UC Santa Barbara’s Counseling & Psychological Services compiled its first ever annual report containing details regarding clinical and student statistics, demonstrating a 57% increase in total visits over five years.
Brian Olowude, director for Counseling & Psychological Services (C.A.P.S.), said the idea for the annual report first came about five years ago, when he attended a conference at UC San Diego.
“I was really inspired by UC San Diego who had been doing [annual reports] for years, and I remember being at a conference with their data person. He shared their annual report with me and I was like, ‘Oh my God, I want to do this.’ And that’s been my goal from when I started here,” Olowude said in an interview with the Nexus.
Since then, Olowude said C.A.P.S. has been organizing its data — gathered in Excel sheets — and consolidating it with other universities in the UC system, such as UC Los Angeles and UC Berkeley.
“We did a lot of work [in the] unification of our data to make sure that what I’m calling something, someone on another campus is also calling it [the same thing],” Olowude said.
Patterns revealed in the data collected will allow C.A.P.S. to pinpoint the cause of any dips in the number of visits, Olowude said. The agency saw a 57% rise in the number of clients visiting C.A.P.S. over the last five years,with a small decline in visits from the 2017-18 to 2018-19 school year, something that Olowude was able to attribute to a drop in available staff.
“We had some resignations and we have some folks who are out on leave. If we have less people … we see less people,” Olowude said.
When there is fewer staff, the burden and stress then falls on other psychologists at C.A.P.S., who are forced to see more people and cut down individual session times in order to accommodate more students.
Another problem Olowude identified is the lack of diversity among staff, an issue he said he has been trying to tackle by hiring clinicians that can assist historically underserved populations.
According to the report, the biggest populations served at C.A.P.S. are White/Caucasian at 29.9%, Chicano/Mexican American at 25.2%, Chinese/Chinese American at 10.8% and Black/African American/African at 8.6%. In comparison to overall ethnicity statistics in the 2018-19 campus profile, White students make up 38% of the UCSB population, with Latinos/Chicanos at 28%, Asians/Pacific Islanders at 27% and Black/African American students at 5%.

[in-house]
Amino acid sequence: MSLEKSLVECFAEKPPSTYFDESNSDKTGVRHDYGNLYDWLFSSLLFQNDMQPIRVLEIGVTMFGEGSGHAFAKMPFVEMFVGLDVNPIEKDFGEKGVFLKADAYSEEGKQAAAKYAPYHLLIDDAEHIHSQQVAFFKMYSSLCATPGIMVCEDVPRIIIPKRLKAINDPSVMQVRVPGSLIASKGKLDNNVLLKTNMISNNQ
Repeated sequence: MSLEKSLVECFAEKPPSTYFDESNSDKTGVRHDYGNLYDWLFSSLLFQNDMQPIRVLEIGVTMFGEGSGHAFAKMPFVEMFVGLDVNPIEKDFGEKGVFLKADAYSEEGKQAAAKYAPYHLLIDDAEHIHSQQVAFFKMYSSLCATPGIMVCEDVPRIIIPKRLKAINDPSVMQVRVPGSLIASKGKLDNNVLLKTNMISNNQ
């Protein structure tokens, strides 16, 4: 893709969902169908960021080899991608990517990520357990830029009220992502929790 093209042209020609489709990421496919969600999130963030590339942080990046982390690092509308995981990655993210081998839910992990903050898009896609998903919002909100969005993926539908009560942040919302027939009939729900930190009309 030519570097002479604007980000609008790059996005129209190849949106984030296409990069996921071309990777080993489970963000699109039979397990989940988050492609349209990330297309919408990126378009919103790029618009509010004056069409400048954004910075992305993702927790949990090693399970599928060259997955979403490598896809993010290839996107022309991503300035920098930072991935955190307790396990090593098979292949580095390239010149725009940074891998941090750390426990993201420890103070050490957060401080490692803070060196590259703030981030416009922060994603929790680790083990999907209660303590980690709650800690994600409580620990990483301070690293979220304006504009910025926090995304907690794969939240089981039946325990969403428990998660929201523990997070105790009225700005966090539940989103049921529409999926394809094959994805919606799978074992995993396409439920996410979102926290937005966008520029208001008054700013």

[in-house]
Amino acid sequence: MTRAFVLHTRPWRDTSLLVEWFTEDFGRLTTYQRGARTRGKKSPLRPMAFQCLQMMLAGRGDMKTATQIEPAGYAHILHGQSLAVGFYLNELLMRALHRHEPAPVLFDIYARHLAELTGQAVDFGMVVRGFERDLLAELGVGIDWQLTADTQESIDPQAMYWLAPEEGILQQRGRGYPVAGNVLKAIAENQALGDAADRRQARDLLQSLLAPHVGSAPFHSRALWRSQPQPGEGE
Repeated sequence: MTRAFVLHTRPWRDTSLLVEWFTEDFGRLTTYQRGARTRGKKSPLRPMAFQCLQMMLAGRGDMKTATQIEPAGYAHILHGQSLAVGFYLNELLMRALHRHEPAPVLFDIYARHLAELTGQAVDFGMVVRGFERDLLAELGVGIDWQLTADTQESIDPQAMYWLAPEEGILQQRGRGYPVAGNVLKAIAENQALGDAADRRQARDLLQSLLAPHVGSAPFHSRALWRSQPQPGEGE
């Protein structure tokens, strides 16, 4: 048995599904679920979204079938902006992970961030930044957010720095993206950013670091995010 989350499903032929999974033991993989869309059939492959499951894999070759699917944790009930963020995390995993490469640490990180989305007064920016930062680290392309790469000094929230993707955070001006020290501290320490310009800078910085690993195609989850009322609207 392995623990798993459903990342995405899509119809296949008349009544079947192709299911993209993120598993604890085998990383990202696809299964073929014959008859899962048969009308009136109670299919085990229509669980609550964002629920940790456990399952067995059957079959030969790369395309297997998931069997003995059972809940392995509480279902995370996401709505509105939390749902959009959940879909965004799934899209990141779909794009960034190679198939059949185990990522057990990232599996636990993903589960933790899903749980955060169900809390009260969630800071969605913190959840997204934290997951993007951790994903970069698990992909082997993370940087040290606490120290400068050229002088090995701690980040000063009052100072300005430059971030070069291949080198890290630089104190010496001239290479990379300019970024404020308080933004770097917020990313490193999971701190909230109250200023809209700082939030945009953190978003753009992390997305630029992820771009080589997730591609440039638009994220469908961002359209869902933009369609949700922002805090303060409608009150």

Olowude noticed that a large proportion of students who see C.A.P.S. come from underserved populations and has since been trying to accommodate students who may face a stigma from their families for seeking out mental health services.
“Some people don’t feel comfortable explaining the therapy that they’re going to get with their families. Well, when they’re here, they don’t have to and it’s confidential,” Olowude said.
To address these students in particular, C.A.P.S. created the position of assistant director of Mental Health Initiatives and Inclusion. The position, held by psychologist Meridith Merchant, is intended to help identify what can be done to make C.A.P.S. a more inclusive environment in order to connect with more populations of students.
“We decided to create a specific leadership position that would interact with various populations, various departments to help us understand how to best serve our students who come from very diverse backgrounds,” Olowude said. “The mental health initiative and inclusion is how can we be a more inclusive agency and what kind of initiatives we need as a department, a division and ultimately a campus to best serve our students.”
Merchant was recruited to work at UCSB in 2013 and cited the Black Student Union’s 2012 demands as a major reason for her decision to work at UCSB.
Going forward, Olowude believes the report can help C.A.P.S. predict and prepare accordingly for when counselors might be swamped by work.
“I can say, okay, so [these are] the six weeks of the quarter, what should I be expecting? Okay, we know we’re going to get inundated, so we need to make sure that no vacations are approved that week and we have everyone fully staffed and ready to go,” Olowude said.
The annual report’s data shows when new staff should begin work in times of high service, along with revealing which student populations require more resources to properly help them.
According to Olowude, the report will be available on the C.A.P.S. website within the next week. It will also be circulated among the student body and UCSB administration, along with organizations such as the Student Mental Health Task Force run by Associated Students President Alison Sir.
“I’m very proud of the work that C.A.P.S. is doing. I’m very proud of the staff that we’ve been able to compile that work here. And I’m very humbled by and honored by the respect and the support our students have given us,” Olowude said.
A version of this story appeared on pg. 1 of the January 16, 2018 print edition of the Daily Nexus.
Any metrics on the effectiveness of the treatment? Lots of stats to show more people but nothing to show that people are getting help from the treatments given. Shouldn’t they have to prove that what they are doing works before asking for more money
why do you have an issue with showing money is spent effectively?